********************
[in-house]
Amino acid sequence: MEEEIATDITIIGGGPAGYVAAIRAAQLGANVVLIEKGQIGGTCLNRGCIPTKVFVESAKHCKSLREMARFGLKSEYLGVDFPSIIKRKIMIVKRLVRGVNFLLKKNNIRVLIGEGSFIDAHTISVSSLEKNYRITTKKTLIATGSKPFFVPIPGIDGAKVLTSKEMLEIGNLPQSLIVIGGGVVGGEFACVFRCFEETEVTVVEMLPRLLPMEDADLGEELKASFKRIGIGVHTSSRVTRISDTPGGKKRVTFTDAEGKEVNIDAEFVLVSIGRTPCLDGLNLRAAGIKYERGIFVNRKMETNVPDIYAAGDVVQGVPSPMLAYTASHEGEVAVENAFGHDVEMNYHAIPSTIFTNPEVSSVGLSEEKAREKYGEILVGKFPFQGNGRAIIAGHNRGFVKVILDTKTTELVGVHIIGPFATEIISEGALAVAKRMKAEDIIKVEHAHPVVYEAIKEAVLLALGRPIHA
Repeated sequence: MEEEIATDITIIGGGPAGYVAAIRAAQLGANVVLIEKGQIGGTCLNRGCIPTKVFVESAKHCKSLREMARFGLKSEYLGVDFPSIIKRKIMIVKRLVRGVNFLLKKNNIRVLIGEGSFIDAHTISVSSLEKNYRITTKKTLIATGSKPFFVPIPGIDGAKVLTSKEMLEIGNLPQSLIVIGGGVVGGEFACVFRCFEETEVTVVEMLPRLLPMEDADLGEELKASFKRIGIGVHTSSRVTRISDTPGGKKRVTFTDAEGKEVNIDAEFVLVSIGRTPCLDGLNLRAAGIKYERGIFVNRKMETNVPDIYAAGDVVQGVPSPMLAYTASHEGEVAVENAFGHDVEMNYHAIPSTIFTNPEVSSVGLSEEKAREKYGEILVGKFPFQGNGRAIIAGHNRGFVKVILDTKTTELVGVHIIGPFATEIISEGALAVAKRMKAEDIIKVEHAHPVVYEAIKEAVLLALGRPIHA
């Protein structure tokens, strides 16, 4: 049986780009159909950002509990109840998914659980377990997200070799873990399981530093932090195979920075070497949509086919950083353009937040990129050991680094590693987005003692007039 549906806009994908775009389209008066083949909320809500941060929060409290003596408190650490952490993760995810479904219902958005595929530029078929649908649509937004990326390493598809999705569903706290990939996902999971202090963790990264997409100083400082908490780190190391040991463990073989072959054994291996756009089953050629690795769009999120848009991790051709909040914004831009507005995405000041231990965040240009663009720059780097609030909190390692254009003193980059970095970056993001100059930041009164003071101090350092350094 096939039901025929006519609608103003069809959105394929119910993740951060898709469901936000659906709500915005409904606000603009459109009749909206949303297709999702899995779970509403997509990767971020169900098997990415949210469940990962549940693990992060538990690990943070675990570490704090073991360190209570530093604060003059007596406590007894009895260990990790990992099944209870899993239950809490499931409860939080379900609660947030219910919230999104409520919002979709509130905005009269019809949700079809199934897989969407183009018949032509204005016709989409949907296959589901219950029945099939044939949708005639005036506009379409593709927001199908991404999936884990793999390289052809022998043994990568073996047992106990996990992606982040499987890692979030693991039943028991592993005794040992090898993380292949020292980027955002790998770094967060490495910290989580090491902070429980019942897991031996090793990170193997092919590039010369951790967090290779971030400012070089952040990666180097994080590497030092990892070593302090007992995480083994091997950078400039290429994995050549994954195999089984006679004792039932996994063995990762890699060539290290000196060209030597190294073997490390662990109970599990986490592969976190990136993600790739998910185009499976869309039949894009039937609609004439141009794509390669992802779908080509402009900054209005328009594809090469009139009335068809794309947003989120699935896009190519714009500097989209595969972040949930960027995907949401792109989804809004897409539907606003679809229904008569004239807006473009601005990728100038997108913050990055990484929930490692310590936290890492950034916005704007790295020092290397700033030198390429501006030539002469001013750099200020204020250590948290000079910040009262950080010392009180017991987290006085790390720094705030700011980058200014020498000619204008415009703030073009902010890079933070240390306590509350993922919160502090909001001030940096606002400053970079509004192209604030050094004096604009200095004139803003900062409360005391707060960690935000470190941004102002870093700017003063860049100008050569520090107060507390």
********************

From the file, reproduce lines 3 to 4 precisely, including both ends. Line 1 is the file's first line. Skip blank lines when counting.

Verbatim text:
Repeated sequence: MEEEIATDITIIGGGPAGYVAAIRAAQLGANVVLIEKGQIGGTCLNRGCIPTKVFVESAKHCKSLREMARFGLKSEYLGVDFPSIIKRKIMIVKRLVRGVNFLLKKNNIRVLIGEGSFIDAHTISVSSLEKNYRITTKKTLIATGSKPFFVPIPGIDGAKVLTSKEMLEIGNLPQSLIVIGGGVVGGEFACVFRCFEETEVTVVEMLPRLLPMEDADLGEELKASFKRIGIGVHTSSRVTRISDTPGGKKRVTFTDAEGKEVNIDAEFVLVSIGRTPCLDGLNLRAAGIKYERGIFVNRKMETNVPDIYAAGDVVQGVPSPMLAYTASHEGEVAVENAFGHDVEMNYHAIPSTIFTNPEVSSVGLSEEKAREKYGEILVGKFPFQGNGRAIIAGHNRGFVKVILDTKTTELVGVHIIGPFATEIISEGALAVAKRMKAEDIIKVEHAHPVVYEAIKEAVLLALGRPIHA
């Protein structure tokens, strides 16, 4: 049986780009159909950002509990109840998914659980377990997200070799873990399981530093932090195979920075070497949509086919950083353009937040990129050991680094590693987005003692007039 549906806009994908775009389209008066083949909320809500941060929060409290003596408190650490952490993760995810479904219902958005595929530029078929649908649509937004990326390493598809999705569903706290990939996902999971202090963790990264997409100083400082908490780190190391040991463990073989072959054994291996756009089953050629690795769009999120848009991790051709909040914004831009507005995405000041231990965040240009663009720059780097609030909190390692254009003193980059970095970056993001100059930041009164003071101090350092350094 096939039901025929006519609608103003069809959105394929119910993740951060898709469901936000659906709500915005409904606000603009459109009749909206949303297709999702899995779970509403997509990767971020169900098997990415949210469940990962549940693990992060538990690990943070675990570490704090073991360190209570530093604060003059007596406590007894009895260990990790990992099944209870899993239950809490499931409860939080379900609660947030219910919230999104409520919002979709509130905005009269019809949700079809199934897989969407183009018949032509204005016709989409949907296959589901219950029945099939044939949708005639005036506009379409593709927001199908991404999936884990793999390289052809022998043994990568073996047992106990996990992606982040499987890692979030693991039943028991592993005794040992090898993380292949020292980027955002790998770094967060490495910290989580090491902070429980019942897991031996090793990170193997092919590039010369951790967090290779971030400012070089952040990666180097994080590497030092990892070593302090007992995480083994091997950078400039290429994995050549994954195999089984006679004792039932996994063995990762890699060539290290000196060209030597190294073997490390662990109970599990986490592969976190990136993600790739998910185009499976869309039949894009039937609609004439141009794509390669992802779908080509402009900054209005328009594809090469009139009335068809794309947003989120699935896009190519714009500097989209595969972040949930960027995907949401792109989804809004897409539907606003679809229904008569004239807006473009601005990728100038997108913050990055990484929930490692310590936290890492950034916005704007790295020092290397700033030198390429501006030539002469001013750099200020204020250590948290000079910040009262950080010392009180017991987290006085790390720094705030700011980058200014020498000619204008415009703030073009902010890079933070240390306590509350993922919160502090909001001030940096606002400053970079509004192209604030050094004096604009200095004139803003900062409360005391707060960690935000470190941004102002870093700017003063860049100008050569520090107060507390």